I started by using white wholewheat flour, which has a milder flavour than standard red wholewheat flour. The only version I know in the UK is Marriage's Golden Wholewheat bread flour, so this is what I used - no whole grains available in the UK - unless anyone knows differently - so the Mockmill was idle for this bake.

My next idea was to remove some of the wheat bran (no wheat bran was harmed in this bake!) and replace it with some oat bran.

Add in 7% rye for a rounded flexible crumb and 3% wheatgerm for some healthiness points and I was good to go - via a double retard route for flavour and good ears.

The bake went something like this:

Flour mix

  • 430g Marriage Golden Wholewheat through a #40 sieve
  • 53g retained, 20g added back to flour
  • missing 33g made up with 33g oat bran
  • 79g Matthews dark rye through #40 sieve
  • 22.5g retained, 5g added back and 10g oat bran added
  • 470g Waitrose Canadian BF
  • 30g wheatgerm
  • 3g malt flour


Levain

  • 225g young levain at 56% hydration, 30% of flour is Rubaud wholegrain mix

 

Other

  • True hydration 80%
  • Salt 1.8%

Process   

  • Levain made in a 2 1/2 stage build at e5, e11, m8. The half build is a small top up one in the morning 1:0.21
  • All wholemeal flours and wheatgerm autolysed for 70mins with 423ml water at 32C
  • 414ml water at 32C added + all BF and malt. Autolyse 30mins
  • Add 225g levain, mix in
  • Add 20 salt, mix in
  • Mix on high speed 2mins 20secs
  • Turn out of the mixer into proofing bowl, dough temp 24C
  • Bulk ferment at 28C for 2hrs 10mins with in bowl S&F at 45mins and 130mins
  • Transfer to fridge for retarded bulk
  • Out of fridge next day (19 elapsed hours)
  • Rest 60mins at 24C
  • Preshape to 2 850g rounds, and a small one. BR 25mins
  • Shape to 2 batards, and 1 small boule, proofed on counter for 15mins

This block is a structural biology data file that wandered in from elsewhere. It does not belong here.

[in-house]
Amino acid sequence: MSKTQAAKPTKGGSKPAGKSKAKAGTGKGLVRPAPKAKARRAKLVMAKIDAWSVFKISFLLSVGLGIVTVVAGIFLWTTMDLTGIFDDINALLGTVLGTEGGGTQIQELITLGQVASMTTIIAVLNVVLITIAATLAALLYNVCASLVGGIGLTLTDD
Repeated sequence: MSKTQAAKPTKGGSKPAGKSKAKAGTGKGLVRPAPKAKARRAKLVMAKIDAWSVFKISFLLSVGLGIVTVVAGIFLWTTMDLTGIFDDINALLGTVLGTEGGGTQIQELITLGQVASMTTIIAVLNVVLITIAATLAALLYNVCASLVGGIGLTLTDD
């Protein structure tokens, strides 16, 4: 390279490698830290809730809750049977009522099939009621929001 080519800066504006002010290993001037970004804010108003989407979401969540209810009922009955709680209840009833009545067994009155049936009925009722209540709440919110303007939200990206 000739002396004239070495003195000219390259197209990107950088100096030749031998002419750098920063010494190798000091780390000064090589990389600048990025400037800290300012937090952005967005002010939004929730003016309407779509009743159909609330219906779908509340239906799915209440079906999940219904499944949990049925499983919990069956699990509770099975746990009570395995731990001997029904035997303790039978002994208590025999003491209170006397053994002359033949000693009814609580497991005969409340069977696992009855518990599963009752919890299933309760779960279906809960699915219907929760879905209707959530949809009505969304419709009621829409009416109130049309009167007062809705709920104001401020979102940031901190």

• All bannetons retarded in fridge for 5 hours
  • Score and bake as normal

Thoughts

  • Overall, I was pleased with this bake. I was expecting a more open crumb, but maybe the high fat content of the oatbran and wheatgerm made it more closed? Or perhaps a longer final proof needed? Whatever, the crumb was moist, "rounded" and pliable
  • The bats had good ears and nice blisters.
  • Nice flavour with a definite sour tang

Lance

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albacore

I haven't baked a white loaf since my disastrous encounter with Leckford Estate bread flour, so I thought it was time to excise some demons and have another try - with a different flour!

Having had success with a bulk retard in my last bake A Trio of High Extraction Loaves I decided to use the same technique again.

The only thing I wasn't totally happy with last time was the scoring and ears on the loaves baked uncovered, so I thought I might as well give the "double retard" a try on one of the loaves; I've always had good loaf appearance after a retarded final proof.

Flour mix

  • 3% Aldi whole grain rye passed through a fine kitchen sieve
  • 20% Walk Mill stoneground BF
  • 38.5% Marriages strong BF
  • 38.5% Waitrose strong Canadian BF


Levain

  • 22.5% young levain at 56% hydration, 30% of flour is Rubaud wholegrain mix

 

Other

  • True hydration 72%
  • Salt 1.8%

Process   

  • Levain made in a 2 1/2 stage build at e5, e11, m8. The half build is a small top up one in the morning 1:0.21
  • At m11, autolyse all flours in all water for 20mins. in mixer
  • Add levain, mix in, stand 15min
  • Add salt, mix in
  • Mix on high speed 1mins 55secs